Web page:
As for what they’ll produce in The Lighthouse, Lumsden avoids longterm specifics—they’ll start with a small run of new make (un-aged spirit) for the brand’s flagship 10 Year Old, to see how it turns out—and then they’ll explore the very definition of scotch whisky. This should cause a pattering in the hearts of whisky fans, as Lumsden’s impact upon the industry—through his 27 years with Glenmorangie, and even his time before at a competitor—includes the expansion of rare cask finishing, the development of signature Glenmorangie yeast and the creation of the brand’s top-of-the-line Signet expression. Regardless, it’s unlikely anyone outside of the company will taste liquid produced there for at least another decade.
“There were a number of things I wanted to do in the main distillery and it was just impossible,” Lumsden continues. “I can now do that. I am talking about different raw materials here. This answer might upset my colleagues, but as far as I am concerned, The Lighthouse as you see it is not complete. This is stage one. I can see this being expanded and changed. I have real ideas for what I’d like to go in there but that’s a few years in the future.”
The value of a closed facility does more than allude to a Wonka-like proprietary protection. “Every visitor goes down to the site and states at The Lighthouse,” Lumsden says. “As well as being a facility that allows me to create products, it is also something that brings a sense of wonder to people. That’s equally important. If we expose it completely, then there’s no more mystery left. It’s a part of the heritage of the brand to have this wonderment.”
When visits resume, guests will be able to access The Lighthouse in one rather delicious way that ties into its design. The Lighthouse is not all glass and concrete; wood derived from the staves of bourbon and sherry Glenmorangie casks runs up the facade. The liquid from those casks now comprises an enchanting site-only limited edition release called Lighthouse, of which there will only be 4,782 bottles.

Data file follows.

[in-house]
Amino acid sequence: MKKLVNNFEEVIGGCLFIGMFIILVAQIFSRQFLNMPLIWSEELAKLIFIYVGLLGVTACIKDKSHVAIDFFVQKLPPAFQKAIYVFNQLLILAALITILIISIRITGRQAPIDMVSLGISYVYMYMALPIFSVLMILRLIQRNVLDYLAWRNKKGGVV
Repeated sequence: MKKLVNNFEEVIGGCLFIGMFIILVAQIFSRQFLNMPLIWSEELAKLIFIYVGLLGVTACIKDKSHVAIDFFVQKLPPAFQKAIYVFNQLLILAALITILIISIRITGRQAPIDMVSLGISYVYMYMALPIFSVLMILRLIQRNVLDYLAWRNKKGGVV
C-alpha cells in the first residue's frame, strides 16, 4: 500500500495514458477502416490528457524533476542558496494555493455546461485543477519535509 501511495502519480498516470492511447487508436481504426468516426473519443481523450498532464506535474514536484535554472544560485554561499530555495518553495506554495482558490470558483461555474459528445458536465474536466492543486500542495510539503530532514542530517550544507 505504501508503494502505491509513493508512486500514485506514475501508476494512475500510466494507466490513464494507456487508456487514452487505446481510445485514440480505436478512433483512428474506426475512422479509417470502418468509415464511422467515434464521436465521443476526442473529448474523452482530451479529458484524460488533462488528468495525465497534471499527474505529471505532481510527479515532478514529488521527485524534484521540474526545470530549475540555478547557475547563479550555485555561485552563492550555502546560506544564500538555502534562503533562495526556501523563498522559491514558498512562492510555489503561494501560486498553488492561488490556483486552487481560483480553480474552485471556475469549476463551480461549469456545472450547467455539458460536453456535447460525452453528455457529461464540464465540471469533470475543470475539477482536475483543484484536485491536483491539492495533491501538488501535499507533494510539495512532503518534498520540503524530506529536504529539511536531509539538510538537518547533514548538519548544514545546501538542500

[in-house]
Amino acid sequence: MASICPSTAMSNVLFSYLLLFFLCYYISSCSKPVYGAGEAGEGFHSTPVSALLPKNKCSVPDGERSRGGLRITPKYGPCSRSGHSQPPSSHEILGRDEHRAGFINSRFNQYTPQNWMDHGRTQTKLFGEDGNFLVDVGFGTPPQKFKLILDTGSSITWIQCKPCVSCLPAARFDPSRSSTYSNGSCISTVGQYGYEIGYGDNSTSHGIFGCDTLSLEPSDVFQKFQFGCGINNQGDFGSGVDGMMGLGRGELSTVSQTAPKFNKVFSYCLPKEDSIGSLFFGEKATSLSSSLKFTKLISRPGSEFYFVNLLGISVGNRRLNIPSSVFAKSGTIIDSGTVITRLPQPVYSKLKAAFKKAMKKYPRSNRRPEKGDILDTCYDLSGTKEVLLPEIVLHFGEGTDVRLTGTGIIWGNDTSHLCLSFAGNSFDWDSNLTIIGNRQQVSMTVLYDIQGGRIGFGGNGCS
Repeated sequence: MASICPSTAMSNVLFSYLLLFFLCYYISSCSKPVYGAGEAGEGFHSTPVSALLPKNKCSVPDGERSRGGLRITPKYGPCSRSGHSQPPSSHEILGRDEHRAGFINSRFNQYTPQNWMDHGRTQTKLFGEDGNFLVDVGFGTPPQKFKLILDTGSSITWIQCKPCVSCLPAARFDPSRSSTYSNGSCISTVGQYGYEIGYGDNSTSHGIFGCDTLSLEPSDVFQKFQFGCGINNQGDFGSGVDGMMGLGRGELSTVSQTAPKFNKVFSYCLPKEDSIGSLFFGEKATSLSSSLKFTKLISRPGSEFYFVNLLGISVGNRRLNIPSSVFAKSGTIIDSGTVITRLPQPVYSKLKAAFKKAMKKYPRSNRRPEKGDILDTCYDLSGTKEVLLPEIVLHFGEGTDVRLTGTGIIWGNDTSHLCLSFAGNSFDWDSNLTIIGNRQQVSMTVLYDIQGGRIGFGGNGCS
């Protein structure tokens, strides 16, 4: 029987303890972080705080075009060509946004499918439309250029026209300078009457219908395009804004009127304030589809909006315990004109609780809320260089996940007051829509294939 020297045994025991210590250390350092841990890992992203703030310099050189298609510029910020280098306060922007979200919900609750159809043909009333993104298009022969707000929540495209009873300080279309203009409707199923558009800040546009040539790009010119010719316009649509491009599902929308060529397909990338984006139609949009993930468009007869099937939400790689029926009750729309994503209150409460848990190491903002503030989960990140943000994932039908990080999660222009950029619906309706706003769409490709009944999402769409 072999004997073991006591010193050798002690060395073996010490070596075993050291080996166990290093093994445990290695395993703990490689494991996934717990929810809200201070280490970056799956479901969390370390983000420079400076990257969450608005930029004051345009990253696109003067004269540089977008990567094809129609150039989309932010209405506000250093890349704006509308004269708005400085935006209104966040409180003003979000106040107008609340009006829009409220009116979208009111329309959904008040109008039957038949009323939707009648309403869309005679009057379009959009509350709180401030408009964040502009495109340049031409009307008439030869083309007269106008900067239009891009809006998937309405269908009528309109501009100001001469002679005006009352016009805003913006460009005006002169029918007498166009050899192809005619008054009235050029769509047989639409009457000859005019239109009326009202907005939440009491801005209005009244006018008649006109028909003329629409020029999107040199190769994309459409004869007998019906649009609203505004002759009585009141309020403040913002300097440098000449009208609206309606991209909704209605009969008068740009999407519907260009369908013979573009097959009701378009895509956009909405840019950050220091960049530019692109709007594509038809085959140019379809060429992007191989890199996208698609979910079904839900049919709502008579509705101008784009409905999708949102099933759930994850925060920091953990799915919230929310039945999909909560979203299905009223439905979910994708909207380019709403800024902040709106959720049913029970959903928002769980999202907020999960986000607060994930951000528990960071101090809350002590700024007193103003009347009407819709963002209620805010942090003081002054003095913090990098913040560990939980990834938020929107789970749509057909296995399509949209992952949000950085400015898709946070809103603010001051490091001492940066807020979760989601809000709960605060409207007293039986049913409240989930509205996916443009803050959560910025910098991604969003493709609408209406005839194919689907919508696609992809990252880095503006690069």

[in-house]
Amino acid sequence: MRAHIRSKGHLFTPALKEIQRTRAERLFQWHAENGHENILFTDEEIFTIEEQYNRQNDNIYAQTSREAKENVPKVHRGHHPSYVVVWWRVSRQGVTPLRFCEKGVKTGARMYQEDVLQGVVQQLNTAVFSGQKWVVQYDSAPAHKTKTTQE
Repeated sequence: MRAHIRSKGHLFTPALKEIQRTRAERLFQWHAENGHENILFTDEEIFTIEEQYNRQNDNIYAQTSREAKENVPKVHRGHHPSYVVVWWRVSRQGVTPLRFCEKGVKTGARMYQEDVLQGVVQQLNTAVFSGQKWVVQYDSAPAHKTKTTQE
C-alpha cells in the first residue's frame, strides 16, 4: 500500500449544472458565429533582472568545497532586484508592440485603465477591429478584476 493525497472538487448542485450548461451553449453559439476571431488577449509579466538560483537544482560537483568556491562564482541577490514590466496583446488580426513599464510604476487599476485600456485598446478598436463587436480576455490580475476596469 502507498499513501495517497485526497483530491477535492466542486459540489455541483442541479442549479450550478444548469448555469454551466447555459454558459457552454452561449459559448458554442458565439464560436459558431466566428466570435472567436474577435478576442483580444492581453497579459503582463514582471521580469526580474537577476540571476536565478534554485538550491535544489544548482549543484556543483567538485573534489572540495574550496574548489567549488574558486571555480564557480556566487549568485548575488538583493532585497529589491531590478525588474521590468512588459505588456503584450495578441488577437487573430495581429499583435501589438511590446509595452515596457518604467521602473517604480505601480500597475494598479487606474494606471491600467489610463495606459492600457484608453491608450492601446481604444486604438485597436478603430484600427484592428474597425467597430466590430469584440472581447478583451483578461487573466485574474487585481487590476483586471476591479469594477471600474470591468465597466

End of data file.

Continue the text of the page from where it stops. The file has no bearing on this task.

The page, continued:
“What brings all these products alive to me, the company and the consumers, is not that it [The Lighthouse expression] is a delicious 12-year-old liquid but that there’s a story behind it. It wasn’t a coincidence. There was planning. To have a product that came from part of the fabric of the building is magical to me. I’ve never done anything like that before.” He adds that the cask selection let him try something he intended to do for a long time–and it’s only a first step on a journey to a whisky that he’s dreamed of making. “It’s a prototype for a new product that’s in my head and in the warehouses but it’s not out there yet,” he says.
“Whisky is not an information extraction business,” Lumsden concludes. “You have a gut feeling. The day I don’t have something to surprise people with, I should pack it in.” From The Lighthouse to the ebullient, eccentric Glenmorangie House (a nine-room guest house, recently renovated by Russel Sage Studio London, that’s a ten-minute drive down the road, along the Highland coast), Lumsden fills our time together with surprising quips and a characteristic fascination with flavor. It becomes evident that Lumsden is as much a whisky-world lighthouse himself as he is the keeper of Glenmorangie’s Lighthouse.
Images courtesy of Glenmorangie